Typically, a fiduciary bond is based on the total estate (or asset) value that the fiduciary is responsible for. However, to acquire a fiduciary bond, the trustee has to pay a premium.

The premium: Typically, the premium for a fiduciary bond is between 1-3% of the bond amount. In which case, if the asset value is $200,000, then the bond’s premium would be somewhere between $2000-$6000.

A sliding scale: Typically, as fiduciary bonds increase, there’s a sliding scale that reduces the total amount of the premium. The larger the size of the bond, the less the percentage. It’s not unheard of to see a premium come in below 1% of the total amount.1

Again, state laws tend to affect the overall price of a bond (and sometimes, there are certain minimums that must be met).

How does someone get a fiduciary bond?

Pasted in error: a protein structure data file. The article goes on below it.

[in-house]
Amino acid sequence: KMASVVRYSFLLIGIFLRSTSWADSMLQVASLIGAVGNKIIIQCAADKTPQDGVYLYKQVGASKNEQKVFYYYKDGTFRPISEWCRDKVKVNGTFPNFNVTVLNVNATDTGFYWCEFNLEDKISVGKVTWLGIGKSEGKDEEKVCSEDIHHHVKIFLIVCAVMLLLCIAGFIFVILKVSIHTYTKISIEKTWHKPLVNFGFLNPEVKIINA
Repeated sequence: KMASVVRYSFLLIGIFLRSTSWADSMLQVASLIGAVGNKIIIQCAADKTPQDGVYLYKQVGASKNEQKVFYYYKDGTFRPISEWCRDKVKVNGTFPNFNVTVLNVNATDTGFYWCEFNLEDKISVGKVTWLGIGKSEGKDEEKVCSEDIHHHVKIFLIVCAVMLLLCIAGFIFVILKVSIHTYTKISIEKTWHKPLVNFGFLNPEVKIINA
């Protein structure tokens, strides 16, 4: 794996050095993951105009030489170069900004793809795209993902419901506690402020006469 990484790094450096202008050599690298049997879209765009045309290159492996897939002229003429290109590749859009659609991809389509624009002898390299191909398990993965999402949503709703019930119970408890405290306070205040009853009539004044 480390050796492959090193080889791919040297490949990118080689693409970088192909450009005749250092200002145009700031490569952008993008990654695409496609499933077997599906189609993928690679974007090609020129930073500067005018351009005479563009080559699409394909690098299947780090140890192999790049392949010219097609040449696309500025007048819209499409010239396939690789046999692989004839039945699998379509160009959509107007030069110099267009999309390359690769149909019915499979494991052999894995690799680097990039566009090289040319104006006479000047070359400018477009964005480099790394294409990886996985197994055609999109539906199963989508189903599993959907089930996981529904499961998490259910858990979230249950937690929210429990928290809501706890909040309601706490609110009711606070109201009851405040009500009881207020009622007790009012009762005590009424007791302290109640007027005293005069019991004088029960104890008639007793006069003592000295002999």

When applying for a fiduciary bond, the obligee must first provide court documents and the reason in which the bond is being issued. Depending on the surety bond provider and the risk inherent to the request, the obligee will (typically) have to:

  • Provide an overview of their finances
  • Run a credit report or provide a personal financial statement
  • Go through a background check

The bottom line: The surety provider wants to know who they’re dealing with. They take the individual’s history and the risk associated with the request, then evaluate whether or not they’re trustworthy enough for a fiduciary bond.

Fiduciary bonds & insurance

A fiduciary bond acts like insurance. If the trustee acts inappropriately or criminally, then those who own the estate or assets have a safeguard.

At Thimble, we believe businesses need safeguards, too. Our small business insurance—which includes general liability insurance and professional liability insurance—can help protect you from third-party claims of:

  • Non-employee bodily injury
  • Advertising injury
  • Property damage
  • Professional negligence

With our revolutionary pay-as-you-work structure, we provide insurance that works when you do. Our policies go by the hour, day, or month, and you can tailor them to exactly when you’re on the clock. In doing so, we’re able to bring a whole new meaning of affordability to insurance.